Mental health was assessed by using the Patient Health Questionnaire-2 screen for major depressive disorder, Generalized Anxiety Disorder (GAD)-2 screen for anxiety, and Posttraumatic Stress Disorder (PTSD) Checklist, civilian version (PCL-C) screen for PTSD.30 The Patient Health Questionnaire-2 and PCL-C have previously been used in low resource and postconflict settings,31–33 whereas the GAD-2 is a validated short form of the GAD-7, which has been used in similar settings. The depression and anxiety screens were considered positive if the total score was 3 or higher,34 whereas the PCL-C cutoff was 50 or higher.35 Due to a programming error, participants reporting no symptoms to the first question of the GAD-2 (n = 74) were inadvertently not asked the second question. These were scored as negative anxiety screens, because participants only would have screened positive if they reported the severest category of symptoms on the second question. Sensitivity analyses revealed excluding these participants did not meaningfully alter the results.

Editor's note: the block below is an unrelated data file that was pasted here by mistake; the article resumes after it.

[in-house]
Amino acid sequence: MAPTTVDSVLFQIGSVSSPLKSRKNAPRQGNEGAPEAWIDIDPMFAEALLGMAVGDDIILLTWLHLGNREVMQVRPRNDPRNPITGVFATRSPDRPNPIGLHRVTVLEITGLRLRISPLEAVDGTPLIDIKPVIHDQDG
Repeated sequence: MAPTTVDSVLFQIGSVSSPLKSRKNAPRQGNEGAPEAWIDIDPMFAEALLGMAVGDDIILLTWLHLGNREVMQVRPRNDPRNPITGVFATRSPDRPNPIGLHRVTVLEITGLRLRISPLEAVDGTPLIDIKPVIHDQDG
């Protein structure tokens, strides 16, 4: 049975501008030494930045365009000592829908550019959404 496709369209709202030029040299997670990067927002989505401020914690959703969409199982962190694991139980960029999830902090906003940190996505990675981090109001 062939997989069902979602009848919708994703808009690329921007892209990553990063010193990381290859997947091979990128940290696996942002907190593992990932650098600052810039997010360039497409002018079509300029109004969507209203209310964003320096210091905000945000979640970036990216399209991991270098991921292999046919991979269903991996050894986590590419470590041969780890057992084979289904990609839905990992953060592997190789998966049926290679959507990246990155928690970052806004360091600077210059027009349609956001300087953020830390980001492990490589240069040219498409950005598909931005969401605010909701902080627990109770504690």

Analysis of recruitment patterns and potential biases was carried out in the Respondent Driven Sampling Analysis Tool 18.104.22.168 Homophily (the tendency of individuals to recruit individuals similar to themselves),22 intergroup affiliation, and ability to reach equilibrium were analyzed for 9 variables, and population weights were generated by using both study groups and taking into account individual network size.24 Six variables (age, ethnicity, current residence, religion, meals per day, and parenting/termination group) reached equilibrium, 2 others (marital status and education) were stabilizing, and 1 (place of origin) did not reach equilibrium. Variables with a homophily of >0.3 or whose population proportion estimates required greater than a 5% correction were weighted in the final analysis; 5 variables met this criteria (religion, ethnicity, place of origin, current residency, and marital status).24